Sunday, September 05, 2021

Somerville Artist Alexandra Rozenman: Looks at the world Above-Inside-Outside-Under

Somerville Artist Alexandra Rozenman: Looks at the world Above-Inside-Outside-Under

Article by Doug Holder

I met Somerville artist Alexandria Rozenman, under the thick, tangle of vines, in the courtyard of the Neighborhood Restaurant in Union Square, Somerville. Trying to make small talk, I told her that I was of Russian Jewish heritage--like her. She looked at my bagel, dripping with onions and smoked fish, and said, " Yes, I can smell it."

Rozenman, 50, is a resident of the Brickbottom Galleries in the hinterlands of Union Square. Originally from Moscow in Russia, she is the child of dissident parents and trained with dissident artists, some of whom became prominent in the West, like the noted Grisha Bruskin. She explained that creating art under a totalitarian regime, can be much more vital-- than when the artist is in a comfortable, uncensored environment.

Rozenman had a long journey before she landed at the Brickbottom Gallery in Somerville. She taught and worked in places like Minneapolis, the Lower East Side of New York City, and locally in Allston, MA. She told me she is related to the first wife of the artist Marc Chagall--who often appeared in flight in the master's paintings. And indeed her own work is influenced by Chagall. This is quite a lineage for an artist, me thinks. 

 Rozenman showed me some collages she has been working on. The works are full of enigmatic landscapes, personified animals, mysterious lovers, etc... She told me they were created from scrap paper she gathered from other artists. These will be part of  a series she is working on, that in someways is influenced by her own life story.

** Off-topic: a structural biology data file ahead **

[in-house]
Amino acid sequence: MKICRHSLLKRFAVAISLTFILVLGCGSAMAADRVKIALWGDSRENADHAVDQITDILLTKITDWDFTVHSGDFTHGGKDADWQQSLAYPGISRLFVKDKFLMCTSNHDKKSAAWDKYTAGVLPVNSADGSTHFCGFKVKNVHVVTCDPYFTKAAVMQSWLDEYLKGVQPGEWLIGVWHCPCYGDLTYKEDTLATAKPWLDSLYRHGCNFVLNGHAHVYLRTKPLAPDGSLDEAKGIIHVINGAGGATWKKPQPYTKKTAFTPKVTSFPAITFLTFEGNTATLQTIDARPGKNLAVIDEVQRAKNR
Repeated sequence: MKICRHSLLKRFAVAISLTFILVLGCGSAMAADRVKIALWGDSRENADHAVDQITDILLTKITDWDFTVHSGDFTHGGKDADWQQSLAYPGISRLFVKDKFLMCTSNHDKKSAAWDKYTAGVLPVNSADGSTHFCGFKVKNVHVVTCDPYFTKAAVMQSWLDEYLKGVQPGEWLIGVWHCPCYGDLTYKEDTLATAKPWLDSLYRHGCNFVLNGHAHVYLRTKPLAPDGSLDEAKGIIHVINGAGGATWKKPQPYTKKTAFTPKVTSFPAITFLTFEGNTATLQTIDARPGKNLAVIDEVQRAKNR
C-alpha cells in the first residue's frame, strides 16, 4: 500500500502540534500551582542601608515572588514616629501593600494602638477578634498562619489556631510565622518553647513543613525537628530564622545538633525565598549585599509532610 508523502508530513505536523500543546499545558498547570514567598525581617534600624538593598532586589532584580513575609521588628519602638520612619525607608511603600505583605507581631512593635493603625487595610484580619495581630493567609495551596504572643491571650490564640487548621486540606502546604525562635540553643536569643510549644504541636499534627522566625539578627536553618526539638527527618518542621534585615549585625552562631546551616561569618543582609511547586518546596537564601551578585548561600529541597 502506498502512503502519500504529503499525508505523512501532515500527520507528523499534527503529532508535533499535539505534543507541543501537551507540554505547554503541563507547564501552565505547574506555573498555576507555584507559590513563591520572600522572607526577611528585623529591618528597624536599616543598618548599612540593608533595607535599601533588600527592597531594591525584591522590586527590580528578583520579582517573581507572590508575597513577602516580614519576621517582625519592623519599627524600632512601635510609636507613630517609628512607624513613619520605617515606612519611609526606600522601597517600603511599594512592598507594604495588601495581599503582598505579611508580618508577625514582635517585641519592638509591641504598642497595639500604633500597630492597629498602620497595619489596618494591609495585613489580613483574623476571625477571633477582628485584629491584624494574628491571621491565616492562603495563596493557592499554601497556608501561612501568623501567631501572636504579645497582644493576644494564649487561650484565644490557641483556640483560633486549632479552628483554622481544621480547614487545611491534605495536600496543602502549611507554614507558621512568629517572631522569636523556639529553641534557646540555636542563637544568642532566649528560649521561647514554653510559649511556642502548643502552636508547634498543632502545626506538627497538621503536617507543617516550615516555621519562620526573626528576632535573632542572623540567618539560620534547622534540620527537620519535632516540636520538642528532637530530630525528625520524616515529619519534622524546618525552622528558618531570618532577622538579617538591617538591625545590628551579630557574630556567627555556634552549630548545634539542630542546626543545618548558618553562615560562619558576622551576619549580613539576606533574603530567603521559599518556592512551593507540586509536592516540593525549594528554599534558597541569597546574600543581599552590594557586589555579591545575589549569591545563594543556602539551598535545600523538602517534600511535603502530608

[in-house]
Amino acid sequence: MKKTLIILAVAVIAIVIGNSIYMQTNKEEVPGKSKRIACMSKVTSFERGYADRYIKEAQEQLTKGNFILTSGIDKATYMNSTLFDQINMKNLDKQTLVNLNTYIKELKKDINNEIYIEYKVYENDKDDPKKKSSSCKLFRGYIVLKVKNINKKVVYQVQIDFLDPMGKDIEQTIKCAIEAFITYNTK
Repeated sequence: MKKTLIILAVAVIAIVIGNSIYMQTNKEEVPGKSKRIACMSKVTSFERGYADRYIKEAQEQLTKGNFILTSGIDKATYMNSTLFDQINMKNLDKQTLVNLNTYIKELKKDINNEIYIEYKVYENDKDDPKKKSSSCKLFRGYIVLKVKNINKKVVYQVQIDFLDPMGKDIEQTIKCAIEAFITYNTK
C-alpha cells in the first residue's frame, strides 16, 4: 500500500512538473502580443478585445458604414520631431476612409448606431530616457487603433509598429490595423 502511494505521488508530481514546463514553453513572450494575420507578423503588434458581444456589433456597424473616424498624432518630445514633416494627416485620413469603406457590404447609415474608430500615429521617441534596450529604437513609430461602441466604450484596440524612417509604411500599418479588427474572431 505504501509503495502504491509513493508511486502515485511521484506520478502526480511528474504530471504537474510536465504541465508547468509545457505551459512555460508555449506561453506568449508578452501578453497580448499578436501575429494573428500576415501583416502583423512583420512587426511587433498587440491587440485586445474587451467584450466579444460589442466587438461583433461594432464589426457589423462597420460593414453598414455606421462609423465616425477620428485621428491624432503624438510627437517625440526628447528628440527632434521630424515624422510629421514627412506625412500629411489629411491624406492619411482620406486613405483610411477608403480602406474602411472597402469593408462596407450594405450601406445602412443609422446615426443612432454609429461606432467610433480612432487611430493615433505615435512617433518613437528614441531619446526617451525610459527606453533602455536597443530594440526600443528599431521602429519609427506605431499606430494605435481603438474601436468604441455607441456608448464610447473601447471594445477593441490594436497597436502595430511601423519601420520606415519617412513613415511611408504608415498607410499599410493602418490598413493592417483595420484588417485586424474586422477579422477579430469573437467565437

I asked Rozenman, " How should I look at art? She took a pepper shaker on the table and said, " Look above it, look inside of it, look outside of it, and look under it." She continued, " I don't want people to think we look just at solitary objects--we have to take it all in." Being a poet, I could certainly agree with this take it all in philosophy. 

And Rozenman teaches all this to her students at her Art School 99 on Joy St. in Somerville. There she has a cadre of loyal students, who helped her secure this space, and pursue her mission.

Like many artists in our city, Rozenman has to deal with the black dogs of gentrification. Fortunately for her she found a space at the Brickbottom, which houses a community of artists and other folks. Rozenman told me she found the residents warm and inviting, and seemed please to have a younger artist living with and working with them.

Rozenman doesn't identify with any particular school of painting, but a description from the Fountain Street Gallery in Boston gives us insight:

"Alexandra Rozenman’s paintings and drawings blend the styles and symbols of folk art, Russian Underground Conceptualism, illustration, and Jewish Art. She embraces and plays with Russian, European and American folk tales and myths, giving them utopian and funny dimensions in her work. She combines a universal story with a personal one, absorbing and expressing the psychology of otherness as a fundamental part of her identity and of the contemporary world in which we live. Her current series of paintings, TRANSPLANTED, touches upon issues of artistic influence and dialogue, emulation and creativity. Her work can be viewed as a metaphor for immigration and the cathartic journey of re-inventing a new personal and artistic identity."

Rozenman will have a showing of her work at the Fountain Street Gallery on Oct. 22. To find out more about her go to:

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